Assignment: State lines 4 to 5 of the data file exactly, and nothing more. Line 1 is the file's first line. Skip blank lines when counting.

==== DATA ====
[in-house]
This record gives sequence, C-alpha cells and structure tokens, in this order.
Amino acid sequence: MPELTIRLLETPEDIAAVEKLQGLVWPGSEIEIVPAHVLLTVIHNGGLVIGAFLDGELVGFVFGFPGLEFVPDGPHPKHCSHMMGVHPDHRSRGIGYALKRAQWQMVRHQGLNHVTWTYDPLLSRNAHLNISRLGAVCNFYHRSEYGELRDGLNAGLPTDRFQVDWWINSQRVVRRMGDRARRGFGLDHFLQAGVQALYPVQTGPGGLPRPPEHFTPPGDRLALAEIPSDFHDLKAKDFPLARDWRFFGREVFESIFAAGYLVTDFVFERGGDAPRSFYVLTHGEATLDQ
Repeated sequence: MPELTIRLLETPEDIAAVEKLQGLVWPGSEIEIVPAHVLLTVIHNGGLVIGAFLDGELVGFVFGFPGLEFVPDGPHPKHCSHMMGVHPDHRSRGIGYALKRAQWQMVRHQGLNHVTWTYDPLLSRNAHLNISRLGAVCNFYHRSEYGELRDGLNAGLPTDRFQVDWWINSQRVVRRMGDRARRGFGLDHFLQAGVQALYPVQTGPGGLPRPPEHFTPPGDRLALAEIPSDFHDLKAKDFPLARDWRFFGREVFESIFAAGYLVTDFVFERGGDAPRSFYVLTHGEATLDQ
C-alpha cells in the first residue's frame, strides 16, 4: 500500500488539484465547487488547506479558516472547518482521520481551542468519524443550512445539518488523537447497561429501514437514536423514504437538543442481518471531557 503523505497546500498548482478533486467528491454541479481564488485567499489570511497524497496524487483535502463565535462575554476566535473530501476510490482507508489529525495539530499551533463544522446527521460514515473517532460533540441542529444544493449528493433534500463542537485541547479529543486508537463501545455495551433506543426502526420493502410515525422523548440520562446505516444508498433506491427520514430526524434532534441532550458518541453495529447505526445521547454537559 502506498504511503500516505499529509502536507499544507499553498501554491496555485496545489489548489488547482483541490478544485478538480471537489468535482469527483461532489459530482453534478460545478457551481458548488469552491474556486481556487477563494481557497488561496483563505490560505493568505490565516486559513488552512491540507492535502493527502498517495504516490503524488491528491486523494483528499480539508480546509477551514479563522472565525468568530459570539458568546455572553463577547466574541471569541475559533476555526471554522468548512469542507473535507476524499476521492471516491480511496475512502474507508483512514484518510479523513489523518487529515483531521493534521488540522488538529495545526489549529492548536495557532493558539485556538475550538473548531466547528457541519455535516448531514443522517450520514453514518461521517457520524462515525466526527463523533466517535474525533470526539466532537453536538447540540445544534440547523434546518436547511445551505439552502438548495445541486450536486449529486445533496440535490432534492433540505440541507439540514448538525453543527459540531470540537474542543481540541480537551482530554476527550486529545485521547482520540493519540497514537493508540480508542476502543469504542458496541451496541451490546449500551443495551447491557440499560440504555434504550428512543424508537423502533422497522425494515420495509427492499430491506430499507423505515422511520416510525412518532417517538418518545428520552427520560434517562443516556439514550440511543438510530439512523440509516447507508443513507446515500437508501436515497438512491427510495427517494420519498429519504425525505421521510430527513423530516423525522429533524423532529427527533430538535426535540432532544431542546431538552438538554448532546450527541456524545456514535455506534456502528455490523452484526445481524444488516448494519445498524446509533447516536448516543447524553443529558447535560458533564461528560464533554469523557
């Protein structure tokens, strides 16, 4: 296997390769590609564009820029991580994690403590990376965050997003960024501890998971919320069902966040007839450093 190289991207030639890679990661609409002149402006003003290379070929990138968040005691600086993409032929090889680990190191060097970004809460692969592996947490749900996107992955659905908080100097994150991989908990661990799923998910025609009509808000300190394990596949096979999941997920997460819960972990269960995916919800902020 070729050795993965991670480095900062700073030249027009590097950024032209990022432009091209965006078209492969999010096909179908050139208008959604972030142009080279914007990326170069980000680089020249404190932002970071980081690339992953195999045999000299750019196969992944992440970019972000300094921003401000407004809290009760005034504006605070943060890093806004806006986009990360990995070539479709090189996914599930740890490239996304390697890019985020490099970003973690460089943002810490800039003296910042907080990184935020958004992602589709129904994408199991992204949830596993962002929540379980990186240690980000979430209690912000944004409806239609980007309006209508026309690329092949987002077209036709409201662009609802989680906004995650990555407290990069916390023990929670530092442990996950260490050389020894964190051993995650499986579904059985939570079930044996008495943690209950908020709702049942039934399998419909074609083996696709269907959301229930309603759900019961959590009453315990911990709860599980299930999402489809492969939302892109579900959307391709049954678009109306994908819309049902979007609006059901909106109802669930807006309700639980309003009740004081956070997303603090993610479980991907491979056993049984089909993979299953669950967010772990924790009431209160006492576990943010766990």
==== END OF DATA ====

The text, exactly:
Repeated sequence: MPELTIRLLETPEDIAAVEKLQGLVWPGSEIEIVPAHVLLTVIHNGGLVIGAFLDGELVGFVFGFPGLEFVPDGPHPKHCSHMMGVHPDHRSRGIGYALKRAQWQMVRHQGLNHVTWTYDPLLSRNAHLNISRLGAVCNFYHRSEYGELRDGLNAGLPTDRFQVDWWINSQRVVRRMGDRARRGFGLDHFLQAGVQALYPVQTGPGGLPRPPEHFTPPGDRLALAEIPSDFHDLKAKDFPLARDWRFFGREVFESIFAAGYLVTDFVFERGGDAPRSFYVLTHGEATLDQ
C-alpha cells in the first residue's frame, strides 16, 4: 500500500488539484465547487488547506479558516472547518482521520481551542468519524443550512445539518488523537447497561429501514437514536423514504437538543442481518471531557 503523505497546500498548482478533486467528491454541479481564488485567499489570511497524497496524487483535502463565535462575554476566535473530501476510490482507508489529525495539530499551533463544522446527521460514515473517532460533540441542529444544493449528493433534500463542537485541547479529543486508537463501545455495551433506543426502526420493502410515525422523548440520562446505516444508498433506491427520514430526524434532534441532550458518541453495529447505526445521547454537559 502506498504511503500516505499529509502536507499544507499553498501554491496555485496545489489548489488547482483541490478544485478538480471537489468535482469527483461532489459530482453534478460545478457551481458548488469552491474556486481556487477563494481557497488561496483563505490560505493568505490565516486559513488552512491540507492535502493527502498517495504516490503524488491528491486523494483528499480539508480546509477551514479563522472565525468568530459570539458568546455572553463577547466574541471569541475559533476555526471554522468548512469542507473535507476524499476521492471516491480511496475512502474507508483512514484518510479523513489523518487529515483531521493534521488540522488538529495545526489549529492548536495557532493558539485556538475550538473548531466547528457541519455535516448531514443522517450520514453514518461521517457520524462515525466526527463523533466517535474525533470526539466532537453536538447540540445544534440547523434546518436547511445551505439552502438548495445541486450536486449529486445533496440535490432534492433540505440541507439540514448538525453543527459540531470540537474542543481540541480537551482530554476527550486529545485521547482520540493519540497514537493508540480508542476502543469504542458496541451496541451490546449500551443495551447491557440499560440504555434504550428512543424508537423502533422497522425494515420495509427492499430491506430499507423505515422511520416510525412518532417517538418518545428520552427520560434517562443516556439514550440511543438510530439512523440509516447507508443513507446515500437508501436515497438512491427510495427517494420519498429519504425525505421521510430527513423530516423525522429533524423532529427527533430538535426535540432532544431542546431538552438538554448532546450527541456524545456514535455506534456502528455490523452484526445481524444488516448494519445498524446509533447516536448516543447524553443529558447535560458533564461528560464533554469523557